"Thinking" symptoms may be more important than "positive" or "negative"
symptoms in determining outcomes for people with schizophrenia.

by D.J. Jaffe

The following is taken from a speech by Dr. Judith Jaeger at the AMI/NYS
Conference. NARSAD is funding her research.

Dr. Jaeger is a 'neuro-psychologist' who studies the effect of
"neuro-cognitive" deficits in individuals with schizophrenia. This is a new,
and emerging field in Sz research. Basically, we used to refer to
individuals with Sz as having two clusters of symptoms: positive
(hallucinations, psychosis, etc.) and negative (withdrawal, apathy, etc.).
While it has long been noticed that individuals with SZ also developed
problems thinking (performing simple tasks) this was historically thought to
be a side effect of the positive and negative symptoms and not a cluster of
symptoms in their own right. This is changing. These problems are described
as neurocognitive deficits.

Dr. Jaeger claims that severity of positive and negative symptoms has little
to do with whether or not an individual with schiz can function successfully
in the community. She says there is a large body of research that shows that
people with differing levels of symptoms have differing abilities to be
self-sufficient. Therefore she concludes, something other than the presence
of positive or negative symptoms has to account for why some people can live
alone, and others can't. She believes the factor is 'neuro-cognitive'
deficits: the ability to think clearly.

For many years, people have studied neurocognitive deficits in people with
brain injuries, but only recently has this research been applied to
individuals with schizophrenia. She notes that most psychiatric
rehabilitation programs focus on 'skills training' but do not focus at all on
the underlying disease which is responsible for the impairments rehab
training is trying to address. She points out that Vocational Rehab only
works for 27% of individuals with sz, and of the remaining, only 1/2-1/3 of
those who were 'successes' are working two years later. She calls Voc Rehab
a "prosthesis for the frontal lobe", meaning it may help (and is therefore
good) but does not address the core issue (the thinking problems associated
with frontal lobe damage). From this she concludes that vocational training
and/or rehab that fails to address the underlying neurocognitive deficits is
not the optimal approach.

There are four kinds of neurocognitive deficits found in people, including
those with SZ.
1. Attention deficits
2. Memory deficits
3. Executive function deficits
4. Neuromotor deficits

Dr. Jaeger has focused on Executive Function. This is defined as the ability
to 'plan, organize, sequence, modulate (start/stop)' activities. It is the
Executive Function which is most often impaired in individuals with SZ. In
order to test her hypothesis, that problems in executive function are more
important than positive or negative symptoms in determining how well someone
functions, she used a Wisconsin Card Sort, which tests executive function.

In this test, an individual is given a stack of cards that can be sorted
either by color, number or shape. The individual is asked to sort the cards.
If they do it by number, the tester says they are wrong. Most people will
then attempt to sort by either size or shape. Again, the researcher says
they are wrong. Finally, the person will sort the cards by whatever they
haven't already tried. Most 12 year olds can succeed at this, as can most
people who do not have, but later develop schiz.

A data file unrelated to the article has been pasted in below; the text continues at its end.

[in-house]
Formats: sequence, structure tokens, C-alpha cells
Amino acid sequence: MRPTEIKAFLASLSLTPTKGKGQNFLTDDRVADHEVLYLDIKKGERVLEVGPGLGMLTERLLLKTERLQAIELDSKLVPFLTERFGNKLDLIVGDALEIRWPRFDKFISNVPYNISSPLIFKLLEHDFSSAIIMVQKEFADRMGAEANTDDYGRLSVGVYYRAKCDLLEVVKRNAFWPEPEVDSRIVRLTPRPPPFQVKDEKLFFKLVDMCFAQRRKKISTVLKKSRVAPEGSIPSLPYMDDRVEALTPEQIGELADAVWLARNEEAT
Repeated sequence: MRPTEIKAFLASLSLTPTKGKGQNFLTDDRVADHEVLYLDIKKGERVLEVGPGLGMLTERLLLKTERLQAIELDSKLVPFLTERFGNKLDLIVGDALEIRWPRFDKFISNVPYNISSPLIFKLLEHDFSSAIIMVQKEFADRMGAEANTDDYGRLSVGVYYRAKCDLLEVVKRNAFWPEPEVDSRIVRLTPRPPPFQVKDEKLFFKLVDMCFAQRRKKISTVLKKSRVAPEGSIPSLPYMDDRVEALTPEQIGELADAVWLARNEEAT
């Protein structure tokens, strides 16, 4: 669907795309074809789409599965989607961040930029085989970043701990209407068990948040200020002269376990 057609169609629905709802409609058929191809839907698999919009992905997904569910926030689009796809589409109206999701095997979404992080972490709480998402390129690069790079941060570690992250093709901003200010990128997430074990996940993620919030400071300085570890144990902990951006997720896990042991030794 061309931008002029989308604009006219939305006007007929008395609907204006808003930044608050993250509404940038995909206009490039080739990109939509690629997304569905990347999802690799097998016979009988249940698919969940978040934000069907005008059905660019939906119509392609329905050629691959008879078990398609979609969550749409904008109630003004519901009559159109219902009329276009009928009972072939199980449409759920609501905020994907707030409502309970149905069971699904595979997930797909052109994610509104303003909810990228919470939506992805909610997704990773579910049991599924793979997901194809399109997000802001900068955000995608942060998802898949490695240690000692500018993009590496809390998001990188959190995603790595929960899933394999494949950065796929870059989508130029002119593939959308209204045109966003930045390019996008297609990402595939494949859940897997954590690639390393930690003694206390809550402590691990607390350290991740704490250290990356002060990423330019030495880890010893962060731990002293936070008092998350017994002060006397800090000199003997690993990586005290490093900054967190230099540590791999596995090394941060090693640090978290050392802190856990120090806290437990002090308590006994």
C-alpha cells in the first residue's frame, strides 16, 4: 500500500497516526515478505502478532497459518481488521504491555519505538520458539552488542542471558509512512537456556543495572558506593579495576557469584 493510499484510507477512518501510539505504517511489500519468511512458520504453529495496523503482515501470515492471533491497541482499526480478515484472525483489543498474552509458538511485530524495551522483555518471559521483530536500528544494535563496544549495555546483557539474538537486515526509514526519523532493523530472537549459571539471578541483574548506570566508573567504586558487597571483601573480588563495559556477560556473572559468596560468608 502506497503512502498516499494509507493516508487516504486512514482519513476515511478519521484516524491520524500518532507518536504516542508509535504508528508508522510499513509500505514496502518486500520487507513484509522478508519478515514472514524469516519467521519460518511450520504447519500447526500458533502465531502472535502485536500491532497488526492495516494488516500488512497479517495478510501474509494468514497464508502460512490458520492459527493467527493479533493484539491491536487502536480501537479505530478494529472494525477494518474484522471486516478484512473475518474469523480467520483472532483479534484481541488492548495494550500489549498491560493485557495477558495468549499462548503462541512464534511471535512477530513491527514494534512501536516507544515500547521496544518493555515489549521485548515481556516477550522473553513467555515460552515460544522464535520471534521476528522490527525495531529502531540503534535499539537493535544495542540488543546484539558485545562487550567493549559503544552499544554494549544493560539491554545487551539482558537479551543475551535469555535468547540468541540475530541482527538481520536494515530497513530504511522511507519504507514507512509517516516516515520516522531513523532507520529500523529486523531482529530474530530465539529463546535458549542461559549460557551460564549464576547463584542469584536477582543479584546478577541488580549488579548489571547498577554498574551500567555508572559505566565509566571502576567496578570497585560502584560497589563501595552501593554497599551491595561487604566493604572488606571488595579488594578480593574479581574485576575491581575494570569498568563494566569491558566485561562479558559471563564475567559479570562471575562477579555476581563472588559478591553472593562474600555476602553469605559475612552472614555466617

She found that even when you account for positive and negative symptoms, the
ability to perform well on the Wisconsin Card Sort is a much better predictor
than any other of how well people can function. It predicted better than
symptoms, better than presence of positibe symptoms, negative symptoms,
attention, language or memory deficits.

Having come to the belief that Executive Function deficit is the most
important factor in determining how well someone functions in the community,
she is now working to determine whether or not Ececutive Functioning deficits
can be improved or compensated for. She has two hopeful lines of pursuit:
1. Electronic Techniques
2. Mental Exercises.

Electronic techniques use things like watches that beep, personal organizers,
and automated telephone calls as prosthetic devices to help people cope with
Executive Function Deficits. This has been done in people with brain

The second area of investigation has to do with using mental exercises to
rebuild the brain. She believes that sustaining and modulating attention is
a big problem for people with Sz. (If you can't pay attention, it's hard to
do anything.) There are numerous studies that show that a large portion of
the brain is involved in attention deficits. The brain has numerous
redundant systems to deal with attention. She believes that it would be
unusual for all these multiple redundant systems to be simultaneously broke,
and therefore a way can be developed to have some of the systems compensate
for others. She is currently testing a "Attention Processing Training
Program" developed in Washington. It is an intensive 10 week program using
audio tapes to help someone develop better attention. The tapes say "Press a
button when you hear such and such". Later tapes require you to press the
button when you hear a more complicated series. The hope is that by
increasing the difficulty of what you have to listen for, before you press
the button, that attention deficits can be eliminated or minimized.

It was a fascinating presentation on an area that has long interested me (My
own sis-in-law, Lynn, a former top performer in H.S., now has difficulties
with simple tasks like putting on and tieing shoes. This occurs regardless
of whether the meds are or are not controlling any neg symptoms she may
have.). Her research shows the importance of supporting NARSAD.

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